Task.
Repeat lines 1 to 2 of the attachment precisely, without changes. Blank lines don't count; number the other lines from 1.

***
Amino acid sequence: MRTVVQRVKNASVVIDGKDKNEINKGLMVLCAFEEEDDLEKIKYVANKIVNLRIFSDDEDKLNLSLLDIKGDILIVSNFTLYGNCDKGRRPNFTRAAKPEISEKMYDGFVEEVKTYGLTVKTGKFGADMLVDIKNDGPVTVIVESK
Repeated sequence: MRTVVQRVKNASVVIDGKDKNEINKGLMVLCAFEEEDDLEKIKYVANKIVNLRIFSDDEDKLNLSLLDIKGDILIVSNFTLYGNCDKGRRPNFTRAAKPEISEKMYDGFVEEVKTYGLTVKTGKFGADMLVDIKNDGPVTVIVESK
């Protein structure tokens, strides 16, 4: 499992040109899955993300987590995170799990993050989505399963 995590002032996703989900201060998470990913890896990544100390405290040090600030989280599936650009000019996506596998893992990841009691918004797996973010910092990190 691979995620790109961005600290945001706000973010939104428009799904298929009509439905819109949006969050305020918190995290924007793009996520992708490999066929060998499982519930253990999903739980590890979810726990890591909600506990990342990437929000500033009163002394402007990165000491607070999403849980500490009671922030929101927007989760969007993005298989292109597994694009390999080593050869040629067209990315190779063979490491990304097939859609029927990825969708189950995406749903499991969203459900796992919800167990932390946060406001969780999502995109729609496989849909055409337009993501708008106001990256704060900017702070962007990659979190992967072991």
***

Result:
Amino acid sequence: MRTVVQRVKNASVVIDGKDKNEINKGLMVLCAFEEEDDLEKIKYVANKIVNLRIFSDDEDKLNLSLLDIKGDILIVSNFTLYGNCDKGRRPNFTRAAKPEISEKMYDGFVEEVKTYGLTVKTGKFGADMLVDIKNDGPVTVIVESK
Repeated sequence: MRTVVQRVKNASVVIDGKDKNEINKGLMVLCAFEEEDDLEKIKYVANKIVNLRIFSDDEDKLNLSLLDIKGDILIVSNFTLYGNCDKGRRPNFTRAAKPEISEKMYDGFVEEVKTYGLTVKTGKFGADMLVDIKNDGPVTVIVESK